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The AAPG/Datapages Combined Publications Database

AAPG Bulletin


Volume: 56 (1972)

Issue: 3. (March)

First Page: 607

Last Page: 608

Title: Surficial Sediments of Barkley Sound and Adjacent Continental Shelf, Vancouver Island, British Columbia: ABSTRACT

Author(s): L. Carter

Article Type: Meeting abstract


The bathymetry of Barkley Sound and the adjacent continental shelf off Vancouver Island, has been affected by glacial erosion. Several fiords widen and coalesce to form the sound, which is continuous with glacially eroded basins on the inner continental shelf. Basins are flanked by flat-topped banks, the larger of which merge with the gently sloping outer shelf which terminates at the 200-m isobath, some 58 km from shore.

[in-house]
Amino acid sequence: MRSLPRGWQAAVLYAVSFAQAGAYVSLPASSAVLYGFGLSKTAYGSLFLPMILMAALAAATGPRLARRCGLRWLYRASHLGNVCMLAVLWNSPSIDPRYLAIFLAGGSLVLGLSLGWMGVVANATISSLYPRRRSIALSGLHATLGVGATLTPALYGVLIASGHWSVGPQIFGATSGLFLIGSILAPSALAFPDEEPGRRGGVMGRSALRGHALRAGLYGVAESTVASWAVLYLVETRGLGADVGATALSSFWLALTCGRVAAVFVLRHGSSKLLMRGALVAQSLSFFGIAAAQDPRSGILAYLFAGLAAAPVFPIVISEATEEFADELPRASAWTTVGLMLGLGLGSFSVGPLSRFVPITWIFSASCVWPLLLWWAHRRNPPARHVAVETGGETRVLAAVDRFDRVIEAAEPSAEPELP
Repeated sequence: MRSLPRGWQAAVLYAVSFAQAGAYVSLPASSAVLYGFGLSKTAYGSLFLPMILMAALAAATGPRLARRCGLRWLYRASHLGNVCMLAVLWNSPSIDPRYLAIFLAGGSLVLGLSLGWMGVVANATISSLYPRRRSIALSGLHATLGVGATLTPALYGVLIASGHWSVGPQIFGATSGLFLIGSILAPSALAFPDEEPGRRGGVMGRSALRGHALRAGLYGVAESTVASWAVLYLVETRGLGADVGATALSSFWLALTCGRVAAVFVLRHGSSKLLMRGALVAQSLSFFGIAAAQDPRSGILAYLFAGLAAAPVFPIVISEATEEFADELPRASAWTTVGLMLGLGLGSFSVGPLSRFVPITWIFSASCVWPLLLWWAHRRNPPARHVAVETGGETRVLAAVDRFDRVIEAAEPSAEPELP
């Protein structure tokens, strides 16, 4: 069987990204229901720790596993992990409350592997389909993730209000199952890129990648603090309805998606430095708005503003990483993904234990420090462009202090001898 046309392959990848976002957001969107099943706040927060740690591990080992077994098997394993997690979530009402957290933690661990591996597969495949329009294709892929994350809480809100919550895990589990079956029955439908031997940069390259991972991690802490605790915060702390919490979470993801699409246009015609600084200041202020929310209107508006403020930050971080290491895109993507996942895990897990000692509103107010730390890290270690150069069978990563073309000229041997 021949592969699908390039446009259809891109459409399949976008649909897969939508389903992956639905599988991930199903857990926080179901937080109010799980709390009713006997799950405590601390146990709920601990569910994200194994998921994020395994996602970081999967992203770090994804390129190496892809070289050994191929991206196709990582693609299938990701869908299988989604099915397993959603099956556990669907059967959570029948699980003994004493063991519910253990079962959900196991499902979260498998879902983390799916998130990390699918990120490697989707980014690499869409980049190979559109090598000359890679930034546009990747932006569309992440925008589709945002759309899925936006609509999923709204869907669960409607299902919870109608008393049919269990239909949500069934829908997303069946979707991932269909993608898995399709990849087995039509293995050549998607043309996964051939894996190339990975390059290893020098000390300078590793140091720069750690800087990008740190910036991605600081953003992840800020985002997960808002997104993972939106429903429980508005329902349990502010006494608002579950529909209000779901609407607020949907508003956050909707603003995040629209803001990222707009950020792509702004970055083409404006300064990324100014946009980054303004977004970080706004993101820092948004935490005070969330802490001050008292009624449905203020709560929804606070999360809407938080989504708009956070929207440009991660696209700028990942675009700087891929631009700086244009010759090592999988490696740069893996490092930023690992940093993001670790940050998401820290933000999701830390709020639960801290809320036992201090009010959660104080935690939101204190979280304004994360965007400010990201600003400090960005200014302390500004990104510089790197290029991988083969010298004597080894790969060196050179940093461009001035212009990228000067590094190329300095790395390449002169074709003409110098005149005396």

Studies of surficial sediments for size, color, mineralogy, organic carbon, CaCO3, and fauna, led to recognition of 5 sediment types: (1) modern sediments, at present accumulating in Barkley Sound, are littoral sands and gravels, and deeper water organic-rich muds; (2) relict sands and well-rounded gravels mantle banks and parts of the outer continental shelf; (3) authigenic sands composed of mixed-mineral "glauconite" pellets are present near the shelf break, where they are closely associated with (4) residual sediments derived from submarine exposures of Tertiary mudstone; (5) organic sediments, composed of calcareous invertebrate

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remains, are present on small banks and beaches in Barkley Sound.

Mineralogically, relict and modern sands are similar, consisting mainly of detrital plagioclase and lithic fragments. However, there are marked differences between heavy mineral suites, which led to the establishment of the Barkley Sound and continental shelf provinces. The ultimate sources of the sediments are mainly Mesozoic diorites and intermediate-basic volcanic rocks.

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